Prefabrication and modular construction have been gaining popularity, but there is sometimes an assumption among consumers that these terms are interchangeable. Not only do the two terms refer to different things, there are also many subtypes as well. Here, we’ll break down the differences between prefabricated and modular builds, and discuss the many different construction types that fit within these categories.
Firstly, while prefabricated and modular homes are similar, there are some key differences. Essentially, all modular buildings are prefabricated, but not all prefabricated buildings are modular. When something is prefabricated, it simply means that all of the various parts are pre-built in a controlled factory, based on the specifications of the client. This means that when prefabricated panels and sections are delivered to the construction site, they simply have to be pieced together and secured to the foundation.
Modular structures on the other hand have larger components built offsite, not just panels. They are precision built to fit together, and arrive on site as bigger, more complete sections of a home. In fact, some modular home manufacturers provide a handful of home designs to pick from, but everything is already designed and pre-built before arriving on the site. To get a sense of what these look like, there are some excellent examples by Method Homes. With prefabricated elements on the other hand, there is more assembly and finishing to be done on the construction site.
Breaking down prefabricated components even further, there are a few common building elements that fall into this category. Panelized construction, for example, is one of the most common. With panelized construction, large exterior home panels are factory constructed and joined together on site. Some manufacturers may even include doors and windows in panelized construction. A common type of panelized construction is SIP’s or Structural Insulated Panels. These panels are constructed with a layer of insulating foam in between them, then delivered to the building site ready to be put in place. They are relatively lightweight and prized for their energy efficiency. Concrete panels, though heavier, are another prefab option and well suited to large multi-unit construction.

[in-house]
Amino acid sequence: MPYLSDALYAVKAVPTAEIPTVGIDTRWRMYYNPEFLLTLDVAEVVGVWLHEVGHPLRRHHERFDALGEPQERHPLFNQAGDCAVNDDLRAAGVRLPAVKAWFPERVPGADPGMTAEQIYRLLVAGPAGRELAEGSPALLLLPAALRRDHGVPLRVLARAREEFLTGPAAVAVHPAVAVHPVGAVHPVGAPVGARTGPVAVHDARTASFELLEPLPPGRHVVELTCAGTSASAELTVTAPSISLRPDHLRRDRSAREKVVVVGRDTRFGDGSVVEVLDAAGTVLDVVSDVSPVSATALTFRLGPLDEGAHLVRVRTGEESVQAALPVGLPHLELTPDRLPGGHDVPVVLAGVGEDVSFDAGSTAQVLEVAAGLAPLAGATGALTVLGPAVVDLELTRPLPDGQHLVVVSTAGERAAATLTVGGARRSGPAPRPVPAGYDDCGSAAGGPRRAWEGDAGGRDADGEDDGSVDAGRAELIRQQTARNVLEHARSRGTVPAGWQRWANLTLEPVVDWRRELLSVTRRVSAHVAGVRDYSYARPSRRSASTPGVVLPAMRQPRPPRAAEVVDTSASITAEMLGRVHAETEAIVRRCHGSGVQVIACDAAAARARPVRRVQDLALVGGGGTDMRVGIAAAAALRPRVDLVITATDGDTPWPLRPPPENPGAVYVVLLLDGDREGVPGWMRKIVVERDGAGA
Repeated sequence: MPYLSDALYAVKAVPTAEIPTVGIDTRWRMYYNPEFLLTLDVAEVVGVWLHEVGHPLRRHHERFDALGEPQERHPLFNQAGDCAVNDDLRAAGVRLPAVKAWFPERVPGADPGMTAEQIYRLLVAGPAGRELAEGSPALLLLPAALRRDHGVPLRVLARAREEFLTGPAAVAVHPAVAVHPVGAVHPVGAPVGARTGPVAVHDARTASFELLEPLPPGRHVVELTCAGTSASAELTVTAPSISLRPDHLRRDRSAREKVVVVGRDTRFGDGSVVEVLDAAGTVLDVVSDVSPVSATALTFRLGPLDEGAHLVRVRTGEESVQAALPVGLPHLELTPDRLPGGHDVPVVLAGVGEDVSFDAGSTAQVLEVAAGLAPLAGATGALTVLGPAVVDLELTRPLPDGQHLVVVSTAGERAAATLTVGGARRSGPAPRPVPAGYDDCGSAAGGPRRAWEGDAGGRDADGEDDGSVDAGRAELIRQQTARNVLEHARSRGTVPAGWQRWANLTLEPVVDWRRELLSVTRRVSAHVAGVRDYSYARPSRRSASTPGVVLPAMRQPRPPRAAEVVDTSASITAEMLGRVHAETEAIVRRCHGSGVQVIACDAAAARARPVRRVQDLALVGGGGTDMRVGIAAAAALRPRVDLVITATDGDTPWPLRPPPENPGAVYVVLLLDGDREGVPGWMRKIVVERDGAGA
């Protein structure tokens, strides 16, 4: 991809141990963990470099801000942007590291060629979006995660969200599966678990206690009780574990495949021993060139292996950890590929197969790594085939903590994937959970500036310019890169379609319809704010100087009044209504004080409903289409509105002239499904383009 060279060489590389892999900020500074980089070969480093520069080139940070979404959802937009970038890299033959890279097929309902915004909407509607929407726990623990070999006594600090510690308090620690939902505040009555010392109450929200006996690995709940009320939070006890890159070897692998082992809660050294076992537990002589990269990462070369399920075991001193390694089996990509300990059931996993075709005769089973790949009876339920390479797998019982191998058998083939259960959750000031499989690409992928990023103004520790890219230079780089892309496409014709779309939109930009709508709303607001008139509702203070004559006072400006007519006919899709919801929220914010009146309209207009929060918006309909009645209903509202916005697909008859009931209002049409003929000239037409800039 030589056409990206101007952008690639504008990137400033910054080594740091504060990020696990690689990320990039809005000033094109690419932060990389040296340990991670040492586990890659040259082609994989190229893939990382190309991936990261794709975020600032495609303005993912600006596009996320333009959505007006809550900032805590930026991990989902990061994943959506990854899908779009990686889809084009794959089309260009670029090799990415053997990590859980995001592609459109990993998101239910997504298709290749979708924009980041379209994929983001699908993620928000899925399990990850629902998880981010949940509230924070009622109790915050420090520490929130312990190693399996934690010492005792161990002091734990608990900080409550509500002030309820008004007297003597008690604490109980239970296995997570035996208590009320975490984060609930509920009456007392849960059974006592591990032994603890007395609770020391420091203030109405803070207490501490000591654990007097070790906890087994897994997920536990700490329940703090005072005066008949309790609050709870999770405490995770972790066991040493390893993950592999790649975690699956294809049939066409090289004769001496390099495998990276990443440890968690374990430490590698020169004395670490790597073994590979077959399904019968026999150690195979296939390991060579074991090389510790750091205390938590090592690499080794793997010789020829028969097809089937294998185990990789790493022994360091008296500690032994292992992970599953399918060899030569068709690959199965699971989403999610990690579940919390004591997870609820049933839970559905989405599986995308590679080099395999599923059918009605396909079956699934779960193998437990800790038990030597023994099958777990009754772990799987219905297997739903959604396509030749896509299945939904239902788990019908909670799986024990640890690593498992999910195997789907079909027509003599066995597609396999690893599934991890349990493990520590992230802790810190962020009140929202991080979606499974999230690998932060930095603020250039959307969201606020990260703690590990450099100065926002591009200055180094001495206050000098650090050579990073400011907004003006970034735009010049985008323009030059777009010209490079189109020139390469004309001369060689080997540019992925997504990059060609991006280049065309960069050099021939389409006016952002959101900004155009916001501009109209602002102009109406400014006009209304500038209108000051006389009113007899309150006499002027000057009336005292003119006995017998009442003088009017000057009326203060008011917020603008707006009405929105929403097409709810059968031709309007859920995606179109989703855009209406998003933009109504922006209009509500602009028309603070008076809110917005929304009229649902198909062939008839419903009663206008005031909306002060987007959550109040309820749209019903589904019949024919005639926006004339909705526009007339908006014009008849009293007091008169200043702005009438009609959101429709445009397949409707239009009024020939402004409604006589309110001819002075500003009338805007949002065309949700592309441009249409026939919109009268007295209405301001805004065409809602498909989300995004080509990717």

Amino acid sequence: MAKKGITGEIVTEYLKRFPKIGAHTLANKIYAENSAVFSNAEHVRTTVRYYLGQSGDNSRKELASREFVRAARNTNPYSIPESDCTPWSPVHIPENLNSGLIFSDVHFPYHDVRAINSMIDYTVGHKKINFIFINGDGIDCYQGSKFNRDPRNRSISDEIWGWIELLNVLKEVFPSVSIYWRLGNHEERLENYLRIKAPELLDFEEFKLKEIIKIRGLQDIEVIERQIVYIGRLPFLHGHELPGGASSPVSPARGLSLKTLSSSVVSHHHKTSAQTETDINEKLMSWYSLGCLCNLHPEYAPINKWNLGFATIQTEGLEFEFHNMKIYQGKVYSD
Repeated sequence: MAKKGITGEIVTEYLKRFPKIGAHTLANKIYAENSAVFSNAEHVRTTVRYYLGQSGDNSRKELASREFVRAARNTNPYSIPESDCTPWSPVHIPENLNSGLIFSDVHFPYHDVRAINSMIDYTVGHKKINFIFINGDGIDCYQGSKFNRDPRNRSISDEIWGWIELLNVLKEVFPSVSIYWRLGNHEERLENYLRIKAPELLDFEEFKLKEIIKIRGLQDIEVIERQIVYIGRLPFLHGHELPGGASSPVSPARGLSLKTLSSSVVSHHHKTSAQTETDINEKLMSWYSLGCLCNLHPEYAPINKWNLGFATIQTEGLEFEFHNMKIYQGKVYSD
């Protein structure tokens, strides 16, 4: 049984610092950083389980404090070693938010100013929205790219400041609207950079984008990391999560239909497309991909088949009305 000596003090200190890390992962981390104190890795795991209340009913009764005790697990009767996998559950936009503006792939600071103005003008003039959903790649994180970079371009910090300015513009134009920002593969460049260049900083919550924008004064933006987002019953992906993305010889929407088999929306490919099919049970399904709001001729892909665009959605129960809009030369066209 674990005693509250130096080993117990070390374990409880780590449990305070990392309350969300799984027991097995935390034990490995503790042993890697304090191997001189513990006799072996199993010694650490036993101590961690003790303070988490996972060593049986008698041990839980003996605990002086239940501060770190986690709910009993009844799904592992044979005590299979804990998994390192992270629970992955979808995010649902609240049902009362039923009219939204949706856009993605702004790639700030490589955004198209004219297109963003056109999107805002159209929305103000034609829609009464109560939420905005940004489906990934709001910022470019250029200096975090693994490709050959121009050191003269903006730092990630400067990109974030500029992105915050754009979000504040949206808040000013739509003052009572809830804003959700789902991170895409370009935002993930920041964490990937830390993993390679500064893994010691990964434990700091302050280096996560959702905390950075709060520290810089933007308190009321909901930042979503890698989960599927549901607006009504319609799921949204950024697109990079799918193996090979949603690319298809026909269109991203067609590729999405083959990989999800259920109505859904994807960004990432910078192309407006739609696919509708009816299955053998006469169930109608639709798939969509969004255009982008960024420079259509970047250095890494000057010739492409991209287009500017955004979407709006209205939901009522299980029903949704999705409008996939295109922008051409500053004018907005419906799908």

The most elaborate type of prefabricated construction are kit homes. As the name suggests, kit homes provide you with most of the necessary components of a complete house, which is then constructed on site. These homes were popular and inexpensive in the late 19th and early 20th centuries, and are making a 21st century comeback. However, even though they include many pieces of a house, they still do not fit into the modular category. Author and prefab construction expert Sheri Koones perfectly illustrates why; according to Koones, "unlike modular components, they are not shipping "air" along with their parts, making it easier and less expensive to ship to further distances."
Lastly, the green aspects of prefabrication and modular construction are not to be overlooked. Because so much is built in factory-controlled settings, and because many of the materials used are energy efficient (such as structural insulated panels), prefab and modular construction can be very sustainable. But perhaps the biggest benefit is waste reduction. Prefab builder and owner of ZipKit Homes, Chris Jaussi says in building prefab, he "creates 80% less waste than a typical site built house would."